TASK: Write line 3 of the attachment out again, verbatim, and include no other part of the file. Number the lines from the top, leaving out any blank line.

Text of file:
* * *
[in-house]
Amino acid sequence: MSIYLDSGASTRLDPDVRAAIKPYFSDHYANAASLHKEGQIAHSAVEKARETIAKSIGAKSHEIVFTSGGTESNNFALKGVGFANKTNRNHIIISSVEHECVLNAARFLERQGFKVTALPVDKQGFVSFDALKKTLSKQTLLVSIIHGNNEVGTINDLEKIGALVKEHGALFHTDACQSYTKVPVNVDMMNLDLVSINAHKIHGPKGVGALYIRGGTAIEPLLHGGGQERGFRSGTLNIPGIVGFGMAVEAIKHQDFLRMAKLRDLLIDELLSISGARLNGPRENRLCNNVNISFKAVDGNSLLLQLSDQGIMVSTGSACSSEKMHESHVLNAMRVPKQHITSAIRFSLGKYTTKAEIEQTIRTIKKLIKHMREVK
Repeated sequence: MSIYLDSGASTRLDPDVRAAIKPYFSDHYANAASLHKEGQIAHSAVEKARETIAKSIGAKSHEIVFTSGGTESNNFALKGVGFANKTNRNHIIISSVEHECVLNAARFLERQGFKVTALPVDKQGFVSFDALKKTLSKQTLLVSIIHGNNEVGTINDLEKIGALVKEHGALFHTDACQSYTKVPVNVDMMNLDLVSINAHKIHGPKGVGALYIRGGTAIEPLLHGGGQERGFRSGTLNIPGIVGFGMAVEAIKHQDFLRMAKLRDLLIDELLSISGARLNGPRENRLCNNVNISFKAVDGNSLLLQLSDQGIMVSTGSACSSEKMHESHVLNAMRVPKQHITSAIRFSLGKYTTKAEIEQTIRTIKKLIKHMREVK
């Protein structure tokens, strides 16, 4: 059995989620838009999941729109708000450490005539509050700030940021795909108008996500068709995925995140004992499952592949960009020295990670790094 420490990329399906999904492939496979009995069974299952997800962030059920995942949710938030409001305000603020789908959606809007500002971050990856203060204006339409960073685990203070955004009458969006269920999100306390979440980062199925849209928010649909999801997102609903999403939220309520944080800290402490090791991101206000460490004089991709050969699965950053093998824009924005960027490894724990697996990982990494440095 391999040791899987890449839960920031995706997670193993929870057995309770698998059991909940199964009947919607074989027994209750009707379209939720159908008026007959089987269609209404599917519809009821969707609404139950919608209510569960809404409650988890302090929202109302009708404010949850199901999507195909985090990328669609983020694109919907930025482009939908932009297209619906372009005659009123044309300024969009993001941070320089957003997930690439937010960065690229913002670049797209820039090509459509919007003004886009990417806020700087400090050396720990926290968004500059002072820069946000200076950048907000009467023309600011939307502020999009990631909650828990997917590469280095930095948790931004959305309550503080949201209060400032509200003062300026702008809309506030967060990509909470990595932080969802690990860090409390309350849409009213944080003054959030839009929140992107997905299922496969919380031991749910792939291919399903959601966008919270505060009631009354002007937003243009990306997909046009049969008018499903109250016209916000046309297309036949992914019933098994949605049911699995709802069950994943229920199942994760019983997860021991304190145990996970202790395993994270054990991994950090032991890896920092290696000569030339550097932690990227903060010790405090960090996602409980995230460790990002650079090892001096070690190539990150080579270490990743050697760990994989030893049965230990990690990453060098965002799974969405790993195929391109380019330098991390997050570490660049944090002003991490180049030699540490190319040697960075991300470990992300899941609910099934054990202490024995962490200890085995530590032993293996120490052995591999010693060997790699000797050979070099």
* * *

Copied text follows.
Repeated sequence: MSIYLDSGASTRLDPDVRAAIKPYFSDHYANAASLHKEGQIAHSAVEKARETIAKSIGAKSHEIVFTSGGTESNNFALKGVGFANKTNRNHIIISSVEHECVLNAARFLERQGFKVTALPVDKQGFVSFDALKKTLSKQTLLVSIIHGNNEVGTINDLEKIGALVKEHGALFHTDACQSYTKVPVNVDMMNLDLVSINAHKIHGPKGVGALYIRGGTAIEPLLHGGGQERGFRSGTLNIPGIVGFGMAVEAIKHQDFLRMAKLRDLLIDELLSISGARLNGPRENRLCNNVNISFKAVDGNSLLLQLSDQGIMVSTGSACSSEKMHESHVLNAMRVPKQHITSAIRFSLGKYTTKAEIEQTIRTIKKLIKHMREVK